3/4 cup hazelnuts (3 1/2 oz)
3/4 cup sliced almonds (2 1/2 oz)
2 3/4 cups all-purpose flour
3 tablespoons unsweetened cocoa powder
1 tablespoon ground cinnamon
1 teaspoon ground ginger
1/2 teaspoon ground cloves
3/4 teaspoon salt
1/2 teaspoon baking powder
1/4 teaspoon baking soda
1 cup packed dark brown sugar
3/4 cup mild honey
1/2 stick (1/4 cup) unsalted butter, softened
2 large eggs
1/2 cup finely chopped fine-quality mixed candied fruit such as citron, orange, and lemon
4 (11 1/2- by 8 1/4-inch) sheets edible rice paper, cut with scissors into 32 (2 1/2-inch) rounds (or equally sized oblaten).
2 cups confectioners sugar
3 tablespoons water
Finely grind nuts, flour, cocoa powder, cinnamon, ginger, cloves, salt, baking powder and baking soda in a food processor to make nut flour.
Beat together brown sugar, honey, and butter in a large bowl with an electric mixer at medium-high speed until creamy.
Add eggs 1 at a time, beating well after each addition. Mix in nut flour at low speed until just blended, then stir in candied fruit.
Preheat oven to 350°F.
Arrange rice-paper rounds, shiny sides down, on 2 large baking sheets. Roll level 2-tablespoon amounts of dough into balls with dampened hands, then put 1 on each paper round and flatten slightly (dough will spread to cover paper during baking).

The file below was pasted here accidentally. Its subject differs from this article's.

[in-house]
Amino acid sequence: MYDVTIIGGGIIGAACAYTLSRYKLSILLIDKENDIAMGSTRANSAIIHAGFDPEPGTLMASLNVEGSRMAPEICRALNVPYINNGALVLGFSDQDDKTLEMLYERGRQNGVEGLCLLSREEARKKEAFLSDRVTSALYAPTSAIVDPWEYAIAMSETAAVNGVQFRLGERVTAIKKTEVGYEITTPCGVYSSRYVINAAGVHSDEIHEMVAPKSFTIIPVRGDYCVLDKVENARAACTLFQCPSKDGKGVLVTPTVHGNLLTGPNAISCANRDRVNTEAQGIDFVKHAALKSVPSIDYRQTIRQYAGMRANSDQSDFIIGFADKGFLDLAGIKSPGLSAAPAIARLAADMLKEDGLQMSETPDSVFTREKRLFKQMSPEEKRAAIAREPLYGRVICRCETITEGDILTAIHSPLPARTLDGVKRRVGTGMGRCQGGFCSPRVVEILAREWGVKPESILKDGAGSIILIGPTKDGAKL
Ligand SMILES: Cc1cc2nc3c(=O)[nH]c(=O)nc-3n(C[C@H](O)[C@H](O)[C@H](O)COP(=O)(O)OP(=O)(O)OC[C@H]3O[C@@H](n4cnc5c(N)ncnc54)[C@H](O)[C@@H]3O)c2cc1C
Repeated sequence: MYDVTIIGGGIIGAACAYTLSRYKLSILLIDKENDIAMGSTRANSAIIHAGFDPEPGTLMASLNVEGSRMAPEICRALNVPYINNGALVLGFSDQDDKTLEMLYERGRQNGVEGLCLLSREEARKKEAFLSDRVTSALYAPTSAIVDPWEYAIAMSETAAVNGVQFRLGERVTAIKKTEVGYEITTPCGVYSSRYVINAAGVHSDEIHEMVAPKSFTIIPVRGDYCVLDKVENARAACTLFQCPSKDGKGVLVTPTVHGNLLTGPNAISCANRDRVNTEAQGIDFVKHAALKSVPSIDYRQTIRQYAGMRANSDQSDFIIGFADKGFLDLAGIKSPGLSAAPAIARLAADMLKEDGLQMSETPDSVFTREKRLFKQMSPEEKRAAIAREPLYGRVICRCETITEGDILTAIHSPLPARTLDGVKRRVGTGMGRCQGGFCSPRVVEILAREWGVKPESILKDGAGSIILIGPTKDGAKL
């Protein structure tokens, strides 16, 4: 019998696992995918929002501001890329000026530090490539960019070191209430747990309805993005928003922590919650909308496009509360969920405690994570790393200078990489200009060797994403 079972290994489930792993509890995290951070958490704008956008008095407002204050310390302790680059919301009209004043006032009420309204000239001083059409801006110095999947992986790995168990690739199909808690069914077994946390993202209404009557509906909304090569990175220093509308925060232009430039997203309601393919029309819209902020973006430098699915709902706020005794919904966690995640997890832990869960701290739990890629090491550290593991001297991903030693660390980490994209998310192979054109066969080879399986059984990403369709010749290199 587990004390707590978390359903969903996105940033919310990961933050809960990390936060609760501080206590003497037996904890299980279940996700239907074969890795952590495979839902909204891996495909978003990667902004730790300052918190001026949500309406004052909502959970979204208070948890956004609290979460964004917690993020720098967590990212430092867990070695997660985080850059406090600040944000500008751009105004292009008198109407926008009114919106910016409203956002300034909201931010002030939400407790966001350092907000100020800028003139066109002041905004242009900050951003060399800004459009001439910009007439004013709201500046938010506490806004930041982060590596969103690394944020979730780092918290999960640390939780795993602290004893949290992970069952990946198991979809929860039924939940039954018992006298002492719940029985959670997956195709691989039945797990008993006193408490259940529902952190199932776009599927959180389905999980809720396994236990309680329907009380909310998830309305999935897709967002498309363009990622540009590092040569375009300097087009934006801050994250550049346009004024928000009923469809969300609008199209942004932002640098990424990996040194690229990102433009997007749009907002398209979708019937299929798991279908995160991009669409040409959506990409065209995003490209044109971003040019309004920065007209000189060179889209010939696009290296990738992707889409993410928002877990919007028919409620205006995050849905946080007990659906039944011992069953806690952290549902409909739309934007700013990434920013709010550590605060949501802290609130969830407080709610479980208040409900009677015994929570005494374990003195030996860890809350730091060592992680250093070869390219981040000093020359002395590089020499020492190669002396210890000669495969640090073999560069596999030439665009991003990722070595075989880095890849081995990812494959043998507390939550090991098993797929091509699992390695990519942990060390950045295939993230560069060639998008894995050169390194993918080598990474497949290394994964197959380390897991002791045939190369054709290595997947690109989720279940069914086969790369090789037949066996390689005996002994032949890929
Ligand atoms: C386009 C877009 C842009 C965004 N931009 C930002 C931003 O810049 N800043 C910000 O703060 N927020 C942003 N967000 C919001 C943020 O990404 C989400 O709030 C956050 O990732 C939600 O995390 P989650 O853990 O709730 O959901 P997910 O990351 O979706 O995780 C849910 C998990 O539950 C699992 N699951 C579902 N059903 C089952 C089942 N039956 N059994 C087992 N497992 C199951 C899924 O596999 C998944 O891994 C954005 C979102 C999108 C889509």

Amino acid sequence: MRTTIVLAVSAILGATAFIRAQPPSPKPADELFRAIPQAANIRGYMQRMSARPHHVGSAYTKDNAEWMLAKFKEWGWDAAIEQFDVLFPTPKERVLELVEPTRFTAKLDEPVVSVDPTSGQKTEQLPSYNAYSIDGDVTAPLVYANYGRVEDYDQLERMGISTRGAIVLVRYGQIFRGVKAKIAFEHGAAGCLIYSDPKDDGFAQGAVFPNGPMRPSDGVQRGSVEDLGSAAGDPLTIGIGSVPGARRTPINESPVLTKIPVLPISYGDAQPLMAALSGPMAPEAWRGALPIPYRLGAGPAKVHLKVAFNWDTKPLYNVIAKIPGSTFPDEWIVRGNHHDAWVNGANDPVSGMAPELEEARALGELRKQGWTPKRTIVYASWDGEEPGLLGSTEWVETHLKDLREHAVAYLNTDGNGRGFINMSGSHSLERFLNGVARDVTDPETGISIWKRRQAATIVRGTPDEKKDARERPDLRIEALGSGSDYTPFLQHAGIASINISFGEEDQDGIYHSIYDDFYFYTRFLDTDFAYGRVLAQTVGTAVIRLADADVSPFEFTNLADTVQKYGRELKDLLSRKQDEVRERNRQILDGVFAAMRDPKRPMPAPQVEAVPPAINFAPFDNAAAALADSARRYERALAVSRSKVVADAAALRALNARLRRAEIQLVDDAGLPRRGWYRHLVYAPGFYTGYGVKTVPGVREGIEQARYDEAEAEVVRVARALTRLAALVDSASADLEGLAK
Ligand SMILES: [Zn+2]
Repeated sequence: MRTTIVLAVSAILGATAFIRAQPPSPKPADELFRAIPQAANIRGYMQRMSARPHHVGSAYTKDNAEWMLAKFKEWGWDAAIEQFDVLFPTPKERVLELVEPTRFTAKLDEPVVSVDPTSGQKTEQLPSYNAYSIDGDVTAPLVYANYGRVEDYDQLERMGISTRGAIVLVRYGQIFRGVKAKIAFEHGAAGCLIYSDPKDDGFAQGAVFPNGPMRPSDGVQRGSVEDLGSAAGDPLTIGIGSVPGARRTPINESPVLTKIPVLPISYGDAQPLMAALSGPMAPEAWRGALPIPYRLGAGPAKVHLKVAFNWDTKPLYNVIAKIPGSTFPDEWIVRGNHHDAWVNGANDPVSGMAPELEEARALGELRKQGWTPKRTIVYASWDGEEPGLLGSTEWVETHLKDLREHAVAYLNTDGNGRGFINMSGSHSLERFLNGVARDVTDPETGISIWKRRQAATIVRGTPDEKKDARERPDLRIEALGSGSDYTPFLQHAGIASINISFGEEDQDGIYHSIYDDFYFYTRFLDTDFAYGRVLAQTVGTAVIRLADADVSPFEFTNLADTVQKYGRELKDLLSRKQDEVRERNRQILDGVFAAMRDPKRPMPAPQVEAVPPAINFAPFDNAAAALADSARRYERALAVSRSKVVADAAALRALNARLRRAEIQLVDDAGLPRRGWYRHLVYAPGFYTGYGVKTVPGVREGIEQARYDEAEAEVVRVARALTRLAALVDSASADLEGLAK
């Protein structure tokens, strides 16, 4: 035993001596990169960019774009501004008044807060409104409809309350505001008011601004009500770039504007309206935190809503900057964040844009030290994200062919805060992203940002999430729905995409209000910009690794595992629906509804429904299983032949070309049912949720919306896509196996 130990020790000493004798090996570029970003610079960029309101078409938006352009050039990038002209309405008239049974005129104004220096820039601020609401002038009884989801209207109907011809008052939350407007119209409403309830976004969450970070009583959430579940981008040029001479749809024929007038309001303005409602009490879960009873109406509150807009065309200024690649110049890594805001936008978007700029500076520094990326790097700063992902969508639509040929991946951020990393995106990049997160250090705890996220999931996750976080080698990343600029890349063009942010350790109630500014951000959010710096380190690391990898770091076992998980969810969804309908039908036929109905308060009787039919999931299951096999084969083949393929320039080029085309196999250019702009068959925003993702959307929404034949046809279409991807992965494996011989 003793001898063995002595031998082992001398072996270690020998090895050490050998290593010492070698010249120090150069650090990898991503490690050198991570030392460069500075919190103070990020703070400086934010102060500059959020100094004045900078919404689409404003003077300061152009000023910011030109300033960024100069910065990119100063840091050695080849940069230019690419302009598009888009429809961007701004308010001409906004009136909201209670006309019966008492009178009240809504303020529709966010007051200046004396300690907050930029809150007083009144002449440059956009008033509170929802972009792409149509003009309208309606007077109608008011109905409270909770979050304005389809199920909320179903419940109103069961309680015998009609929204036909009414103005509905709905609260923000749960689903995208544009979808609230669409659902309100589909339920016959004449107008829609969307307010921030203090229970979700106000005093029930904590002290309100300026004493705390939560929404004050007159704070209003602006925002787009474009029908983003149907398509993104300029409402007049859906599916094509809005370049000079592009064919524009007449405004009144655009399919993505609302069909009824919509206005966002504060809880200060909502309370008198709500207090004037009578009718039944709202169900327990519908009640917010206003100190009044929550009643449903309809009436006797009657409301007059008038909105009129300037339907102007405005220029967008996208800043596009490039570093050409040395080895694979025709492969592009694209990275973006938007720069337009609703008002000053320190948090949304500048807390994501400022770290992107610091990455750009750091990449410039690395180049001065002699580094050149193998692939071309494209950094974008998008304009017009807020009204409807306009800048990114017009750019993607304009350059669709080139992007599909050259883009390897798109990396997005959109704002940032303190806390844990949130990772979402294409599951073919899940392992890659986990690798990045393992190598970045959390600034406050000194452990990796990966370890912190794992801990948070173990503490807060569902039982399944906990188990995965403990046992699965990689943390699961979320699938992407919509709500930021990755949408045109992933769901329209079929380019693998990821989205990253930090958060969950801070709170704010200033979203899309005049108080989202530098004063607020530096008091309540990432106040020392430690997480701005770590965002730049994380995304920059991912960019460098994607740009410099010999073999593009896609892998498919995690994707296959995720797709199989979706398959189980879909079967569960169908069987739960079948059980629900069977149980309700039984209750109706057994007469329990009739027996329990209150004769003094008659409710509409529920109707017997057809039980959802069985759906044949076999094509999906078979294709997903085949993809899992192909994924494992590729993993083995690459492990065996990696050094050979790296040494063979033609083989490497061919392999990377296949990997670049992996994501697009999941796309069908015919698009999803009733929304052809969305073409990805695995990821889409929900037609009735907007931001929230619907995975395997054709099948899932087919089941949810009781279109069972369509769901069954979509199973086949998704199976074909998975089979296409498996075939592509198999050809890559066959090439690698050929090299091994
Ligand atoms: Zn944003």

Bake cookies in upper and lower thirds of oven, switching position of sheets halfway through baking, until surface no longer appears wet, about 15 minutes total. Transfer to racks to cool.
Sift confectioners sugar into a bowl, then stir in water until smooth. Evenly brush tops of cooled cookies with icing. Let icing set, about 1 hour.
These cookies improve with age but icing will darken. If making ahead, do not ice until day of serving. Cookies keep, layered between sheets of wax paper, in an airtight container 1 month.
Pairs Well With
This traditional German Christmas cookie is one of our favorite holiday treats and are much sought after by many of my friends. Though very good when fresh, these spice cookies are even better if allowed to age a week or two.
Traditionally, lebkuchen (pronounced layb'koo'khen) are baked atop oblaten, German baking wafers, to keep them from sticking to the sheet pan. However, you can also use edible rice paper. Likewise, you can forgo the wafers/paper all together and simply line your sheet pans with parchment paper.
This recipe comes courtesy of Gourmet Magazine, Dec 2002.